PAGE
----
Let’s get something out of the way: The American manufacturing industry isn’t in as bad of shape as some are saying. In fact, American manufacturers increased output by 45% between 2009 and 2014 and employers added 646,000 jobs between 2010 and 2014. A few reasons for growth in American manufacturing include: cheaper energy, a smaller gap in labor costs between the U.S. and other countries, and a greater investment in research and development — specifically “brainfacturing.” The Consumer Reports says, “It’s a term that describes a new wave of manufacturing focused on research in digital technologies, automation, and new materials.
This means many manufacturers have opportunities to get their industrial electronic, hydraulic, and pneumatic machinery parts from other manufacturers in America. What else does this mean in economic terms and manufacturing opinions? Let’s take a closer look.
The inverted economic pyramid
Many company leaders once left U.S. soil to manufacture elsewhere thanks to international investors; however, the tide seems to be turning. According to a The Manufacturing Institute report, foreign manufacturers invest nearly $750 billion in the U.S. manufacturing industry, which employs over 1.6 million Americans. Granted, not all jobs lost in previous decades are moving back. With robotics and automation now incorporated into plants, many employees are now training for Internet of Things (IoT) positions to maintain machinery and proactively avoid line outages.
This represents the inverted pyramid of manufacturing economics in America. Companies whose employees manufacture parts for other manufacturers generate greater sales because those other manufacturers aren’t always able to make the parts themselves. This leads to the original company modernizing and hiring a new generation of employees thanks to increased revenue. These employees need IoT training to keep the company at the industry forefront, so company leaders hire firms to provide training services. And as the need for these services increase, training firms hire additional employees. In summary, producing products in America spreads exponentially to other industries both at state and national levels.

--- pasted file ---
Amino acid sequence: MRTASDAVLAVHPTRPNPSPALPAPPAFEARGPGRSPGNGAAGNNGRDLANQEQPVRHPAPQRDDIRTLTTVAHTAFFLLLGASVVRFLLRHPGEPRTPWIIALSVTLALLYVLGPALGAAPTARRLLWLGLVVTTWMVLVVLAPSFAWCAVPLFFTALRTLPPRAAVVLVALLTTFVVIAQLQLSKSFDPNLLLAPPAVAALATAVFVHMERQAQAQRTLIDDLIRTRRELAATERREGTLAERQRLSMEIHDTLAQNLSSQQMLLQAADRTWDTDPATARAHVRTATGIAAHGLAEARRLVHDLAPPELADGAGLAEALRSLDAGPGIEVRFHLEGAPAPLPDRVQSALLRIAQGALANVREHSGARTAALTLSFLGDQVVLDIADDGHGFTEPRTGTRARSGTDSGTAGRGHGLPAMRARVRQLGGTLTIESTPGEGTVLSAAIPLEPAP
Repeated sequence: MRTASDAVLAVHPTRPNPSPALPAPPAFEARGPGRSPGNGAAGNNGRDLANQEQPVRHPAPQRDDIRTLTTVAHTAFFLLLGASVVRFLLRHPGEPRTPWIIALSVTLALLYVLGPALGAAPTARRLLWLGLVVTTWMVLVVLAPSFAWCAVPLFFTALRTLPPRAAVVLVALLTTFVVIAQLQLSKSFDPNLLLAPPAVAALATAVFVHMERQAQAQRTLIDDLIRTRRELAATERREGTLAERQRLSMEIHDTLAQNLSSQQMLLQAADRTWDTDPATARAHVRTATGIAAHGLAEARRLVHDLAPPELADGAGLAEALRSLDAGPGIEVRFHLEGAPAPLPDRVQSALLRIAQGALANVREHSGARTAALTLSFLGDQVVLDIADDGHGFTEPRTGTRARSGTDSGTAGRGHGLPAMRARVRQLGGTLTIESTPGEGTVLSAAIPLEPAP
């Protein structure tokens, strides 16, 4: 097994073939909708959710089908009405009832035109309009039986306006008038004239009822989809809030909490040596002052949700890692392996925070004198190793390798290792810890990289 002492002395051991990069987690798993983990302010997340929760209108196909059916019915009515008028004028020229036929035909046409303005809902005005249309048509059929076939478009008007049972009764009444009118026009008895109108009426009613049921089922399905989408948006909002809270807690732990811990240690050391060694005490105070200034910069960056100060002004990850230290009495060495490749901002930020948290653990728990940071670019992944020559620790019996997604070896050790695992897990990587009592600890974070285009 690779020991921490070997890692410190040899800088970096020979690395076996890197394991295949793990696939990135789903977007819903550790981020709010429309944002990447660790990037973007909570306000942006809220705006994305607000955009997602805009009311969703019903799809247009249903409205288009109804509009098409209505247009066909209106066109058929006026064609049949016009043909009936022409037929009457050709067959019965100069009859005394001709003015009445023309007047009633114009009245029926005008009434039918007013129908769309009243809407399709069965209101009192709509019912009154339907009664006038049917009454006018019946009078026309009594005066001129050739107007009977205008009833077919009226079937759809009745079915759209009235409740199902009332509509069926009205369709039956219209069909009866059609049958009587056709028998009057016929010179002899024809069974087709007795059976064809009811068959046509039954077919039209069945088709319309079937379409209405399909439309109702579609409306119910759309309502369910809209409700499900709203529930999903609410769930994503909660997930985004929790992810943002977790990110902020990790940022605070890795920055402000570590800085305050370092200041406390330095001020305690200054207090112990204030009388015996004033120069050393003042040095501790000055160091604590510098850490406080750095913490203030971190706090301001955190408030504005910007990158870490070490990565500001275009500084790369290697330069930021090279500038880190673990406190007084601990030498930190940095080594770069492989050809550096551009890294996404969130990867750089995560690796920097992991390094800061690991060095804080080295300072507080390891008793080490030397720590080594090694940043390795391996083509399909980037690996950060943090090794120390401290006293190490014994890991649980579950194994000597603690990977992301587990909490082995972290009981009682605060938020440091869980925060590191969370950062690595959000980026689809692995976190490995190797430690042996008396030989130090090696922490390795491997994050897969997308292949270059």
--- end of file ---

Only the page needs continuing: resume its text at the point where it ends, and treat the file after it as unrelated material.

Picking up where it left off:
One of the biggest complaints from manufacturers who purchase equipment from international companies is customer service — or lack thereof. Outsourcing support to third-party organizations can lead to confusion, irritation, and delays in shipping.
With a switch to products made in America, a psychological shift takes place. Three in four people who buy American-made products believe they’re higher-quality or are better regulated than those from foreign competitors. There’s also an additional level of confidence the parts needed will be available in a timely manner and supported with little or no time differential.
Of course, this isn’t always the case with all American manufacturers. According to the same Manufacturing Institute report, one of the biggest problems company decision-makers have is finding employees with the proper skill sets. Therefore, gaining more confidence in suppliers can be managed by asking questions about a company and researching its customer service reviews.
“Made in America” is a label many manufacturers are proud to have and one Americans tend to look for. And, for those who doubt, it’s up to organization leaders to prove and offer insights into why their clients no longer need to purchase equipment from overseas. Through business plans for training, automation, and other modernization, manufacturers can show how their equipment and products not only help them but also how the benefits also spread to so many other individuals across the United States.